Now, the interplay between these characters truly works because of the tag team efforts of Gerwig, Ronan and Metcalf each performing their duties marvelously. Gerwig has displayed here her finest written work after the pretty solid Mistress America, so much so that I will consider it a genuine “snub” if her script is NOT nominated for Best Original Screenplay at the Oscars. Considering how great this year has been for such scripts, it’s an even bigger accomplishment that Gerwig’s stands out. On top of that, Gerwig also demonstrates some fine directorial chops as well. Between solid compositions for her frames and getting the best possible performances from even smaller roles, Gerwig makes her movie feel as “real” as possible.
The director especially made sure Saoirse Ronan was able to make you feel attachment to the character of Lady Bird. Ronan has come a long way from her days in strange films like The Lovely Bones and Hanna; but even in weaker films like Brooklyn, she demonstrated a knack for breathing life into believable characters. With Gerwig’s solid script at her disposal, Ronan pulled out all the stops to become Lady Bird completely. From her laughs to her cries to her screams, Ronan becomes a completely different person in her role that I wouldn’t be surprised if she starts appearing Best Actress shortlists.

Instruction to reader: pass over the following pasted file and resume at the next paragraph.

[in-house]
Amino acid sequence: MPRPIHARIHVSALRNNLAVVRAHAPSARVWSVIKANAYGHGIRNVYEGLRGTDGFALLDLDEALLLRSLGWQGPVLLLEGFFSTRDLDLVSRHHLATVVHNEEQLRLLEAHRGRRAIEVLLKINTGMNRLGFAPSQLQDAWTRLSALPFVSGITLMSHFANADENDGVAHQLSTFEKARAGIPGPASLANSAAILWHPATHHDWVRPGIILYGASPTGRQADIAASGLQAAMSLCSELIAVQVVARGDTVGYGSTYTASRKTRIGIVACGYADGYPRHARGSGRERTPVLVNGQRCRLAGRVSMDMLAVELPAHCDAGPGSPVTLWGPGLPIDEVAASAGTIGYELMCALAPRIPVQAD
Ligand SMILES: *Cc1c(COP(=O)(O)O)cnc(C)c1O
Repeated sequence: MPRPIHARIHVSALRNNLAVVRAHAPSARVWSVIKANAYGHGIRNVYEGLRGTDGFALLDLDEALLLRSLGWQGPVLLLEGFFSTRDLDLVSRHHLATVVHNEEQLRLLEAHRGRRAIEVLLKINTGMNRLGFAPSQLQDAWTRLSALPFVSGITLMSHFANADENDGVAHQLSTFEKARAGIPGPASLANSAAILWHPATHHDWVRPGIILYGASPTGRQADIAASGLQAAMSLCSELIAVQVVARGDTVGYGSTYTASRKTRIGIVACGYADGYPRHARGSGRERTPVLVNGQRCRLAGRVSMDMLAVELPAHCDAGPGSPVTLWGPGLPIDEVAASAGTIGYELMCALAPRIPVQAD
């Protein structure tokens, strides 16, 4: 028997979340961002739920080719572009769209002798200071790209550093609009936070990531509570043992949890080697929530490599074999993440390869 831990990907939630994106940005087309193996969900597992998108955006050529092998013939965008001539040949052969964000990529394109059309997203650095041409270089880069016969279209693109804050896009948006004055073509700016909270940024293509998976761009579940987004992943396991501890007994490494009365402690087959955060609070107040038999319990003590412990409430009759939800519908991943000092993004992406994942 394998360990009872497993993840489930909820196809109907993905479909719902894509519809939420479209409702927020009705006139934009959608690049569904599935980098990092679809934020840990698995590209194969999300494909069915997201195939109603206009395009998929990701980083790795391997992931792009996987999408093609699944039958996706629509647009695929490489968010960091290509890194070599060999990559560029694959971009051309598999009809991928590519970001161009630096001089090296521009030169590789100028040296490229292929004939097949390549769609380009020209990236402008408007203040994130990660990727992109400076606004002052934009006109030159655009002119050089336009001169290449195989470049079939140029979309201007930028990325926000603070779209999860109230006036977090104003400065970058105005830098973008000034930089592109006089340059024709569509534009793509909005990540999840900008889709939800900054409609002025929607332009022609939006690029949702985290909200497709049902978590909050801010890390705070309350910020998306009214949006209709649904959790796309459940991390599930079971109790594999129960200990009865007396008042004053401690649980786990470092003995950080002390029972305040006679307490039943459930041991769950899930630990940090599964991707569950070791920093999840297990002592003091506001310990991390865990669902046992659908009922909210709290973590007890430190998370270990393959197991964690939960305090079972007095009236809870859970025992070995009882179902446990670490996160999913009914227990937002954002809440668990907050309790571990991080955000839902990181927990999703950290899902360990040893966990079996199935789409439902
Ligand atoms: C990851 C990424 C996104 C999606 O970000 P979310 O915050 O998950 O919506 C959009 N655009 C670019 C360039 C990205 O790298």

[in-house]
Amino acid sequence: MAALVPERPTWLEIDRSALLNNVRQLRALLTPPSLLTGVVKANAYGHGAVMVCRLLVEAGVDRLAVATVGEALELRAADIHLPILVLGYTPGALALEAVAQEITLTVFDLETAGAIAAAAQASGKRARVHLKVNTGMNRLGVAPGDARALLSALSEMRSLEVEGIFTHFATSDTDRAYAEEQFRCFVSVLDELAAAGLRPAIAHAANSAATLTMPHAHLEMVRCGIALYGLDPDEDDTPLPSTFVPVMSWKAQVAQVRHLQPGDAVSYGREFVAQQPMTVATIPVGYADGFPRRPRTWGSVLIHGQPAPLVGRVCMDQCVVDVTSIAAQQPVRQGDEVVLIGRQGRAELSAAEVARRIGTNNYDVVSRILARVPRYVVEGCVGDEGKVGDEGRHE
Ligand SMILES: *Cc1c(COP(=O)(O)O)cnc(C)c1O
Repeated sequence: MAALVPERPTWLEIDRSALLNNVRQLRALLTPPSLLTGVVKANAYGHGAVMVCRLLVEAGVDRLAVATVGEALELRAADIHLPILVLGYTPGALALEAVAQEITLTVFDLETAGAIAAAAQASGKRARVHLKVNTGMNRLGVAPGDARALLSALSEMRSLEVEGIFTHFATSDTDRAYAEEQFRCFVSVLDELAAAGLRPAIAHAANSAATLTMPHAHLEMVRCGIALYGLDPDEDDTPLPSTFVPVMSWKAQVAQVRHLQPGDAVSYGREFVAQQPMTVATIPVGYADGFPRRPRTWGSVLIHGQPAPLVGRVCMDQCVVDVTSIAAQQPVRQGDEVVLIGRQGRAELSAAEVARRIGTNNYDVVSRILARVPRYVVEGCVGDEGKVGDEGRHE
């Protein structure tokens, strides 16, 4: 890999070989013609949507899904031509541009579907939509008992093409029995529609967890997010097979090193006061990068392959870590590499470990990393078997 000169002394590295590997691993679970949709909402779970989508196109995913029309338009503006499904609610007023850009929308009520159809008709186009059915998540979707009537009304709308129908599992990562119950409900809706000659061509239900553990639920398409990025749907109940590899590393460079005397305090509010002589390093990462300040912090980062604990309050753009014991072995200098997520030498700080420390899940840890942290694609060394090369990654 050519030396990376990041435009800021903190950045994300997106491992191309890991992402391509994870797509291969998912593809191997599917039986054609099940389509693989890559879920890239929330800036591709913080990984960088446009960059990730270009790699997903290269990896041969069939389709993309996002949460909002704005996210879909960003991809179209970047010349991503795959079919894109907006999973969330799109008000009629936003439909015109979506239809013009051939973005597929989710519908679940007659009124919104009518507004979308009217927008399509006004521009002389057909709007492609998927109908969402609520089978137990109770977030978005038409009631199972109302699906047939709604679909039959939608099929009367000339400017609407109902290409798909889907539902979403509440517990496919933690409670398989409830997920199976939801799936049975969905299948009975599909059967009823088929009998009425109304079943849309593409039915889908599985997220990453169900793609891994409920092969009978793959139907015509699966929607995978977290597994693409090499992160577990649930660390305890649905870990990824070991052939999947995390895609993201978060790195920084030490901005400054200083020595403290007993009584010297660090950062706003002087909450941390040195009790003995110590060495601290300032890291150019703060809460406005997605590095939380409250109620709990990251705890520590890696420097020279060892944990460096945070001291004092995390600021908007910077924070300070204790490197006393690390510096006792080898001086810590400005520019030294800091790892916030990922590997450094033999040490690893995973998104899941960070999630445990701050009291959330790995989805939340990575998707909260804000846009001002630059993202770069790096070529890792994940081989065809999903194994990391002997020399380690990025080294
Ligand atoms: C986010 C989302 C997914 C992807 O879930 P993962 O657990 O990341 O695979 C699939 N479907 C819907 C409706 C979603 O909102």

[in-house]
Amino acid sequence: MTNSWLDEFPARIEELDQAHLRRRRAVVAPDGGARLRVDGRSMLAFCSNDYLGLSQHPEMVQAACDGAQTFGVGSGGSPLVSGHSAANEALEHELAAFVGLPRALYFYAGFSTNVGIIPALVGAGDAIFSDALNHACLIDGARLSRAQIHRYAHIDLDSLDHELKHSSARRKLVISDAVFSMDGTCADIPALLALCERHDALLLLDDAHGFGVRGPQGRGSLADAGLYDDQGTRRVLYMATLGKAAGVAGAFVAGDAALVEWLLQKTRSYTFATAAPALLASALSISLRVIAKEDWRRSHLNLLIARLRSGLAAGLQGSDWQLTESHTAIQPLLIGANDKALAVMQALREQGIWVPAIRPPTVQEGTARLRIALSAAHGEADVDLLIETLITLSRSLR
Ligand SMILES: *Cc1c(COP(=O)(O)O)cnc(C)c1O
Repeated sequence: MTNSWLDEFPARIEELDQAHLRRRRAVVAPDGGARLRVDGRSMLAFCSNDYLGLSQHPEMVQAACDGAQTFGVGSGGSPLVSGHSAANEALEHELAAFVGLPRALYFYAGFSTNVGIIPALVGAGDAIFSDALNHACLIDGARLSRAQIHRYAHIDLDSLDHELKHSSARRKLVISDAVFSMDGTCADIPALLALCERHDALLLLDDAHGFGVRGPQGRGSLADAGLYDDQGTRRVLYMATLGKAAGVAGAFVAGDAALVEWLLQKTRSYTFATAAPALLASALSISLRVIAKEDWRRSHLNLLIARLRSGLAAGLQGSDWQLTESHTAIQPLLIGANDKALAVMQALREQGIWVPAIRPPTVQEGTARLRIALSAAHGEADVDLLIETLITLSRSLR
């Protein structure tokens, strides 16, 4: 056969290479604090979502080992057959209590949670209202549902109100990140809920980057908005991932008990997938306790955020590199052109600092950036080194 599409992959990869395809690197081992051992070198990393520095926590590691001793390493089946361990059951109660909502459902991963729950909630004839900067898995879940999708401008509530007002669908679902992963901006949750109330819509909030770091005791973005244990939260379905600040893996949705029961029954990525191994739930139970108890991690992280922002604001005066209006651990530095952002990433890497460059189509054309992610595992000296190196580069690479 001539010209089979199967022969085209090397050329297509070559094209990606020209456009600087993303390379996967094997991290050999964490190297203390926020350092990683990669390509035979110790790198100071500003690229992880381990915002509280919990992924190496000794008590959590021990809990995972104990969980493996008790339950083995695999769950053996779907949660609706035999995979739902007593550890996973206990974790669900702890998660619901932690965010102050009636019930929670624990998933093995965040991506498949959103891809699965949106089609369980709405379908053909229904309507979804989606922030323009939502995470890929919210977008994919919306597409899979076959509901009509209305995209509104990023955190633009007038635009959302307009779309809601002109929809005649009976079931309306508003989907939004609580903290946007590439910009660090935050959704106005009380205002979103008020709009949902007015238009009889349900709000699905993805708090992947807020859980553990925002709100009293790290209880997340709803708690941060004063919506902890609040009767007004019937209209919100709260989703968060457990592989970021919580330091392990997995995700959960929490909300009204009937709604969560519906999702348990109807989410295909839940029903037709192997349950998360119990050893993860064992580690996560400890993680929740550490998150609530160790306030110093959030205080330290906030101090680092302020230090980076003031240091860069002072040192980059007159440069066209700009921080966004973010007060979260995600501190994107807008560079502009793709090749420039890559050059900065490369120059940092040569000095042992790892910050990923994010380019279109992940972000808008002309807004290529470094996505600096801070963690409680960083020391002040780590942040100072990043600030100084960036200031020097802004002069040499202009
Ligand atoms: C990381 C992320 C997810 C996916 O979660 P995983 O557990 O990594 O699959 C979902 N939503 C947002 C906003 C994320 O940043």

Additionally, Metcalf’s role as Lady Bird’s mother is also note worthy for how much pathos she infused into the character. As headstrong as our main character, Metcalf helps her younger co-star deliver some painfully explosive moments as well as tender experiences that feel all too real. She too also deserves a ton of praise in the support role for this piece, that she too can easily be another contender at this year’s Oscars.
If I have a criticism of the film at all, is that the first act felt bit scatter shot to me. Once again, that could be my own prejudice against “slice-of-life” filmmaking; but once Lady Bird starts flirting with Danny, the film proper begins and I was completely hooked on the fate of the various cast members. Of note was Lady Bird’s father (Tracy Letts) who takes on the role of a mediator between his daughter and his wife, despite the fact he too is going through some major personal issues that manifest themselves in surprising ways. Further, the character of Lady Bird’s BFF Julie also gave many a heart-tugging moments as well, even though she doesn’t have as much screen time as the star of the piece.
Like I said, everyone from director on down was doing such a solid job that my own quibbles are mere flicks at an otherwise solid presentation. Much like Last Flag Flying, I felt attached to these characters to such a strong degree that I wanted to keep following them even after the credits rolled. Even then, Lady Bird moves at a brisk 96 minutes so the film never outstays its welcome and cuts all the fat from its piece to give you an entertaining family dramedy. As I mentioned yesterday, the top ten is very crowded this year, so I’m not sure if this film will make the cut, but it’s nonetheless a strong…